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Thursday, 21 December 2017

Seaboard safety plan

Authorities are urging beach-goers to stay safe during the festive season
Authorities and rescue services are preparing for an influx of visitors to the popular Atlantic seaboard beaches in the coming weeks.
The City of Cape Town confirmed that extra law enforcement officials will be deployed to keep beach-goers safe. The City said there will be lifeguards deployed on certain days over the next few weeks.
Wayne Dyason, spokesperson for Law Enforcement for the City of Cape Town, specialised units would be diverted to the beaches during the peak season.
“The beaches are a priority area for the City over the festive season as many of our locals, as well as tourists, are attracted to the city’s beautiful, pristine beaches during this period. Unfortunately, those with criminal intent also see the beach areas as rich pickings for their activities.
“Keeping all our visitors safe and dealing with these threats is a priority and for that additional manpower is needed,” he said.
The City’s auxiliary officers will also be active over the season and augment the efforts of our full-time officers.”
Mr Dyason added that the focus of the festive season safety plan would be the safety of all visitors. “In order to achieve this, officers will pay attention to enforcing all of the City’s by-laws and in particular the Streets, Public Places and Prevention of Noise Nuisance By-law and the clampdown on alcohol on our beaches by enforcing the provisions of the Seashore Act.”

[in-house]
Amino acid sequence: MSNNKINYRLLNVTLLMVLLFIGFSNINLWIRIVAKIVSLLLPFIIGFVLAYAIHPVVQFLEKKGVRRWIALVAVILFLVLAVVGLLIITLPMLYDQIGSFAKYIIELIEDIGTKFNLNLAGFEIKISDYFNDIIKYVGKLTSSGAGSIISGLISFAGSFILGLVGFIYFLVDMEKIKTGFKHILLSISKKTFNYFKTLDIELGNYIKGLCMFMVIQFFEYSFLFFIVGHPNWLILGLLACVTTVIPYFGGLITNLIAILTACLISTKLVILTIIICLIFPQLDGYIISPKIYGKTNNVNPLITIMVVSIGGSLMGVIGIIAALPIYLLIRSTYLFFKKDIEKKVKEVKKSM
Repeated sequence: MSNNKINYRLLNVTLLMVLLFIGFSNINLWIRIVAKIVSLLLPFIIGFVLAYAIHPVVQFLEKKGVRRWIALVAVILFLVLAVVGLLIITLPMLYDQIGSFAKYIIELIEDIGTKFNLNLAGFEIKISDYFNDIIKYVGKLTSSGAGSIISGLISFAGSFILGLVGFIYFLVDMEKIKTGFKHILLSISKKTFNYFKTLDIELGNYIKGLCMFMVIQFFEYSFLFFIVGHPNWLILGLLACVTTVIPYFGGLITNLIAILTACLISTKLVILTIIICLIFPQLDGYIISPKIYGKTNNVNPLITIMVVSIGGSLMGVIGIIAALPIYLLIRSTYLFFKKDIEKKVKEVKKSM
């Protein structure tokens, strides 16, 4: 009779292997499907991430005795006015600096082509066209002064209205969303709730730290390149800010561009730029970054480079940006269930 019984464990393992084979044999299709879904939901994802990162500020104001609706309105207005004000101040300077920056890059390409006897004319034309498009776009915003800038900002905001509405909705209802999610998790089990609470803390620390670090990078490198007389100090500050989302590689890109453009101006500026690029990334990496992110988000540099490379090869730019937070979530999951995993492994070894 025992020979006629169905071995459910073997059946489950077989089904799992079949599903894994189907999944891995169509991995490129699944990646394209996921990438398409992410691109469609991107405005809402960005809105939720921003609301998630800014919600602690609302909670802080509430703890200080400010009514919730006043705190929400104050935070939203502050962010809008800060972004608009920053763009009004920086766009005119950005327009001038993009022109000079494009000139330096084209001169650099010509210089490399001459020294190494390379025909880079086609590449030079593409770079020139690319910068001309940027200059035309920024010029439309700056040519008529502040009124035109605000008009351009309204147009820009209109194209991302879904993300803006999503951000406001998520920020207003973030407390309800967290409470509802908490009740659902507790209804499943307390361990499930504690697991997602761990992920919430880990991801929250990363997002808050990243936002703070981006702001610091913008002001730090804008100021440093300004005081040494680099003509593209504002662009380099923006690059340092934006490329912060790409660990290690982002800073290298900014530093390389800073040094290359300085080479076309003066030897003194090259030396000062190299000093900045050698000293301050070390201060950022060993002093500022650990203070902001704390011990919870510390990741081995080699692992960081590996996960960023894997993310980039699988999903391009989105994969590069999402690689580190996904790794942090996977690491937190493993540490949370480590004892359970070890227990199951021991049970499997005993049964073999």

He added that working with structures such as SAPS as well as local Community Police Forums (CPFs) was a vital part of the safety plan. “It is extremely important because an integrated approach to fighting crime is a proven and effective method of combating criminality. To this end the City’s enforcement agencies are committed to supporting all national policing programmes.”
Meanwhile, the City also confirmed that there will be extra lifeguards on duty at some of the popular beaches including Camps Bay and Clifton. Lifeguards will be deployed between 10am and 6pm daily to 22 beaches until January 31 next year. Thereafter, they will be deployed to beaches only on weekends and public holidays until March 31.
In a statement last week, JP Smith, the mayoral committee member for safety and security; and social services, said: “We made this arrangement to compensate for the closure of many municipal swimming pools that will more than likely see an increase in visitor numbers to our beaches and tidal pools.